Posted: February 21st, 2018
LEO Pharma A/S v. Sandoz, Court of Appeal of The Hague, the Netherlands, 7 November 2017, published 12 February 2018, Case no. ECLI:NL:GHDHA:2017:4029
LEO Pharma is the holder of the European patent EP 2 455 083 B1 titled “Pharmaceutical composition for dermal use comprising calcipotriol and betamethasone for treating psoriasis”. The patent was granted on 18 September 2013 relying on the priority date of 23 April 1999. The patent is amongst others in force in the Netherlands and protects LEO Pharma’s product (Dovobet) for the dermal treatment of psoriasis. Claims 1 and 2 of EP ‘083 cover a pharmaceutical composition for the treatment of psoriasis, comprising calcipotriol and betamethasone.
In April 2016 Sandoz recorded a “Calcipotriol/Bethamethason Sandoz 50 microgram/g + 0,5 mg/g, ointment” product for the treatment of psoriasis in the G-standard and subsequently launched its product. LEO Pharma filed PI proceedings arguing that Sandoz infringed the Dutch part of EP 083. The PI judge dismissed LEO Pharma’s claims (see here). LEO Pharma lodged an appeal.
The Court of Appeal found that LEO Pharma was correct in appealing the decision of the PI judge regarding lack of novelty over mother application WO 00/644450 in light of the decision of the Enlarged Board of the EPO with regard to partial priority (Enlarged Board of Appeal 29 November 2016, G0001/15, ECLI:EP:BA:2016:G000115.20161129). This however according to the Court does not lead to a reversal of the decision in first instance, because the asserted claims of EP ‘083 lack inventive step.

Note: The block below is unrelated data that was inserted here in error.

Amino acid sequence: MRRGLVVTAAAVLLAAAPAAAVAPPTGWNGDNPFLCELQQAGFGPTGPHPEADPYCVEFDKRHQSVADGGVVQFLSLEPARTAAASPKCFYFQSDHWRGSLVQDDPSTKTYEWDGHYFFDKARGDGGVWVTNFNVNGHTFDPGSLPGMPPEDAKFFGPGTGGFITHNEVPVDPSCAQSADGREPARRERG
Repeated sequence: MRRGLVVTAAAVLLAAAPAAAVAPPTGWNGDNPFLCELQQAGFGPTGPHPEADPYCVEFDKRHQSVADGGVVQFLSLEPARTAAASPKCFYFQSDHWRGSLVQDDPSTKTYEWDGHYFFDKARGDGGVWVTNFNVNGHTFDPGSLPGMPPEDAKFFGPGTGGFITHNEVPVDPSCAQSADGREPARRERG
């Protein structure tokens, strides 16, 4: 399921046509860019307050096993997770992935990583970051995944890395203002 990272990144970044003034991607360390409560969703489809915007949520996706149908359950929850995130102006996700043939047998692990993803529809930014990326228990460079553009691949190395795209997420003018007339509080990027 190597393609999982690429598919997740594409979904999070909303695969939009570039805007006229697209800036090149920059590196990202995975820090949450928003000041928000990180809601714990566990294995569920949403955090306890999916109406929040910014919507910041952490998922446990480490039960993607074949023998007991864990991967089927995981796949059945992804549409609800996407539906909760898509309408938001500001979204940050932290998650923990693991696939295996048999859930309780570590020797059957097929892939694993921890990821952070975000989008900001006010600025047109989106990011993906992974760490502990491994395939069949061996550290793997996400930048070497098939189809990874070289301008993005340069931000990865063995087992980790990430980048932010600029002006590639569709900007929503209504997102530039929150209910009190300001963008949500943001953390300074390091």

It was not in dispute between the parties that Ortonne is the closest prior art. Ortonne describes an alternating monotherapy of calcipotriol in the morning followed by betamethasone in the evening. Claims 1 and 2 of EP 083 differ from Ortonne in two aspects. The first aspect concerns the combination of calcipotriol and betamethasone in one product instead of the alternating use of the two active substances. The second concerns the fact that the combination product is not watery.
It was not in dispute between the parties that therapeutic compliance was a technical effect arising from the distinguishing features. Long term stability was not accepted by the Court of Appeal as a technical effect arising from the distinguishing features. The fact that the claimed product is not watery only solves the negative effect arising from a PH difference in the short term. The solvent that solves the long term stability problem is not claimed in claims 1 and 2 of EP 083 (but only in claim 5). Long term stability is therefore not a technical effect which may be taken into account when formulating the objective technical problem. Thus the objective problem to be solved is therefore formulated by the Court of Appeal as: promotion of therapeutic compliance, while maintaining short term stability.
The average skilled person (existing of a dermatologist and an expert in formulation) would according to the Court of Appeal solve the objective technical problem as it was common general knowledge: 1. that a combination product promotes compliance and 2. to use a non-watery product as a first step to solve stability problems relating to a difference in PH.